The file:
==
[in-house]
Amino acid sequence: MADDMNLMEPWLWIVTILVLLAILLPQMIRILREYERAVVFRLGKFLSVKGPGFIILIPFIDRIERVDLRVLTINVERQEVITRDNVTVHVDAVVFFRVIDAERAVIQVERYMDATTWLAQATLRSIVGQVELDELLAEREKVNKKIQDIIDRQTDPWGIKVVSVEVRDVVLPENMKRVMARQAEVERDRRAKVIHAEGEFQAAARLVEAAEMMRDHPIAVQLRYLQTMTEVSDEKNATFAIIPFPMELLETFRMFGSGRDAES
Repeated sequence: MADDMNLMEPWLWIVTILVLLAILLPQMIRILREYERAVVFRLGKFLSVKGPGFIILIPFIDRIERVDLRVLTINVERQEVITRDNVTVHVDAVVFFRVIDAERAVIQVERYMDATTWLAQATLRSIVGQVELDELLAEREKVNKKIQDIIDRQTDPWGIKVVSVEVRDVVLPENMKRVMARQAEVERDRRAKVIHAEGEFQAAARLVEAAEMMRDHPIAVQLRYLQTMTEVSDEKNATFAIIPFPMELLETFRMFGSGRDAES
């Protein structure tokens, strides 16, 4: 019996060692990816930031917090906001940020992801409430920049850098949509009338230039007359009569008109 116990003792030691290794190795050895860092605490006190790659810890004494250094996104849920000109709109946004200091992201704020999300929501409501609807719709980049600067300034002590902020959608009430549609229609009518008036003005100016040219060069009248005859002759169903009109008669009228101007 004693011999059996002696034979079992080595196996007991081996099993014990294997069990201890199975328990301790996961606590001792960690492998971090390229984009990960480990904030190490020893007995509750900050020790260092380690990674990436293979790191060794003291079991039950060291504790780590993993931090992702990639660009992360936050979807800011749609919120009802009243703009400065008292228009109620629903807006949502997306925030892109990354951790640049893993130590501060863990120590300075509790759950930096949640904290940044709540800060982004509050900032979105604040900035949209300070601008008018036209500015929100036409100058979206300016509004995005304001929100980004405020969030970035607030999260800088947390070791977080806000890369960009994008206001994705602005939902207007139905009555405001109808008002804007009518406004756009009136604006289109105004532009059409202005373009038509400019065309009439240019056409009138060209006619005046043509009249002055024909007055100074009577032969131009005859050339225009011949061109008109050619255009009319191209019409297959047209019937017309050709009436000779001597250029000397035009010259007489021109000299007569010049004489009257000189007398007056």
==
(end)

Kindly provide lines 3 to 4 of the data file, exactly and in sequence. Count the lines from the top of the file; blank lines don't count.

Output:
Repeated sequence: MADDMNLMEPWLWIVTILVLLAILLPQMIRILREYERAVVFRLGKFLSVKGPGFIILIPFIDRIERVDLRVLTINVERQEVITRDNVTVHVDAVVFFRVIDAERAVIQVERYMDATTWLAQATLRSIVGQVELDELLAEREKVNKKIQDIIDRQTDPWGIKVVSVEVRDVVLPENMKRVMARQAEVERDRRAKVIHAEGEFQAAARLVEAAEMMRDHPIAVQLRYLQTMTEVSDEKNATFAIIPFPMELLETFRMFGSGRDAES
């Protein structure tokens, strides 16, 4: 019996060692990816930031917090906001940020992801409430920049850098949509009338230039007359009569008109 116990003792030691290794190795050895860092605490006190790659810890004494250094996104849920000109709109946004200091992201704020999300929501409501609807719709980049600067300034002590902020959608009430549609229609009518008036003005100016040219060069009248005859002759169903009109008669009228101007 004693011999059996002696034979079992080595196996007991081996099993014990294997069990201890199975328990301790996961606590001792960690492998971090390229984009990960480990904030190490020893007995509750900050020790260092380690990674990436293979790191060794003291079991039950060291504790780590993993931090992702990639660009992360936050979807800011749609919120009802009243703009400065008292228009109620629903807006949502997306925030892109990354951790640049893993130590501060863990120590300075509790759950930096949640904290940044709540800060982004509050900032979105604040900035949209300070601008008018036209500015929100036409100058979206300016509004995005304001929100980004405020969030970035607030999260800088947390070791977080806000890369960009994008206001994705602005939902207007139905009555405001109808008002804007009518406004756009009136604006289109105004532009059409202005373009038509400019065309009439240019056409009138060209006619005046043509009249002055024909007055100074009577032969131009005859050339225009011949061109008109050619255009009319191209019409297959047209019937017309050709009436000779001597250029000397035009010259007489021109000299007569010049004489009257000189007398007056």